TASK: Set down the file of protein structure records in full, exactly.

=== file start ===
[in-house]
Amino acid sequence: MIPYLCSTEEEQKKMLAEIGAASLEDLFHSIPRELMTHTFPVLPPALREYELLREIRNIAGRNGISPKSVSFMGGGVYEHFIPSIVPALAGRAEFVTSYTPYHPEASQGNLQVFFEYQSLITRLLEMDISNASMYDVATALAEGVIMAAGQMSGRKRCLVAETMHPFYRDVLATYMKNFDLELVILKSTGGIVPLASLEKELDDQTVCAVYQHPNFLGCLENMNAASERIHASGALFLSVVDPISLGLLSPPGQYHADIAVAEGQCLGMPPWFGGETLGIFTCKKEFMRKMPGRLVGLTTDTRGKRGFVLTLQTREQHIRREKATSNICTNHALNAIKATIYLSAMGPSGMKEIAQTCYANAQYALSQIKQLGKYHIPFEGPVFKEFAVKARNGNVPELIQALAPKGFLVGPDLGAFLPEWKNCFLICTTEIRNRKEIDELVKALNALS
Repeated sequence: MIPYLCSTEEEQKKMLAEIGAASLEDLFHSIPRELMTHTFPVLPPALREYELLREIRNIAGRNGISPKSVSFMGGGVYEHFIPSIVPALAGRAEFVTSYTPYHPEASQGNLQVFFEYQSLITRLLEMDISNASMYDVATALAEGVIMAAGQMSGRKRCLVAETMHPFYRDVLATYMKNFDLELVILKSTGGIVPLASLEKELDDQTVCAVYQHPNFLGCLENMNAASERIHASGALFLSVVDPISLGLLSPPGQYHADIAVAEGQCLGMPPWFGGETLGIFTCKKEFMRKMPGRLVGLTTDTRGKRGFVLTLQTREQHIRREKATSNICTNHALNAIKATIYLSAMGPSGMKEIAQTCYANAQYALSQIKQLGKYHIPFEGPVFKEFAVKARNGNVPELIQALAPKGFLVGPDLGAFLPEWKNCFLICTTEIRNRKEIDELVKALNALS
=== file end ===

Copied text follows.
[in-house]
Amino acid sequence: MIPYLCSTEEEQKKMLAEIGAASLEDLFHSIPRELMTHTFPVLPPALREYELLREIRNIAGRNGISPKSVSFMGGGVYEHFIPSIVPALAGRAEFVTSYTPYHPEASQGNLQVFFEYQSLITRLLEMDISNASMYDVATALAEGVIMAAGQMSGRKRCLVAETMHPFYRDVLATYMKNFDLELVILKSTGGIVPLASLEKELDDQTVCAVYQHPNFLGCLENMNAASERIHASGALFLSVVDPISLGLLSPPGQYHADIAVAEGQCLGMPPWFGGETLGIFTCKKEFMRKMPGRLVGLTTDTRGKRGFVLTLQTREQHIRREKATSNICTNHALNAIKATIYLSAMGPSGMKEIAQTCYANAQYALSQIKQLGKYHIPFEGPVFKEFAVKARNGNVPELIQALAPKGFLVGPDLGAFLPEWKNCFLICTTEIRNRKEIDELVKALNALS
Repeated sequence: MIPYLCSTEEEQKKMLAEIGAASLEDLFHSIPRELMTHTFPVLPPALREYELLREIRNIAGRNGISPKSVSFMGGGVYEHFIPSIVPALAGRAEFVTSYTPYHPEASQGNLQVFFEYQSLITRLLEMDISNASMYDVATALAEGVIMAAGQMSGRKRCLVAETMHPFYRDVLATYMKNFDLELVILKSTGGIVPLASLEKELDDQTVCAVYQHPNFLGCLENMNAASERIHASGALFLSVVDPISLGLLSPPGQYHADIAVAEGQCLGMPPWFGGETLGIFTCKKEFMRKMPGRLVGLTTDTRGKRGFVLTLQTREQHIRREKATSNICTNHALNAIKATIYLSAMGPSGMKEIAQTCYANAQYALSQIKQLGKYHIPFEGPVFKEFAVKARNGNVPELIQALAPKGFLVGPDLGAFLPEWKNCFLICTTEIRNRKEIDELVKALNALS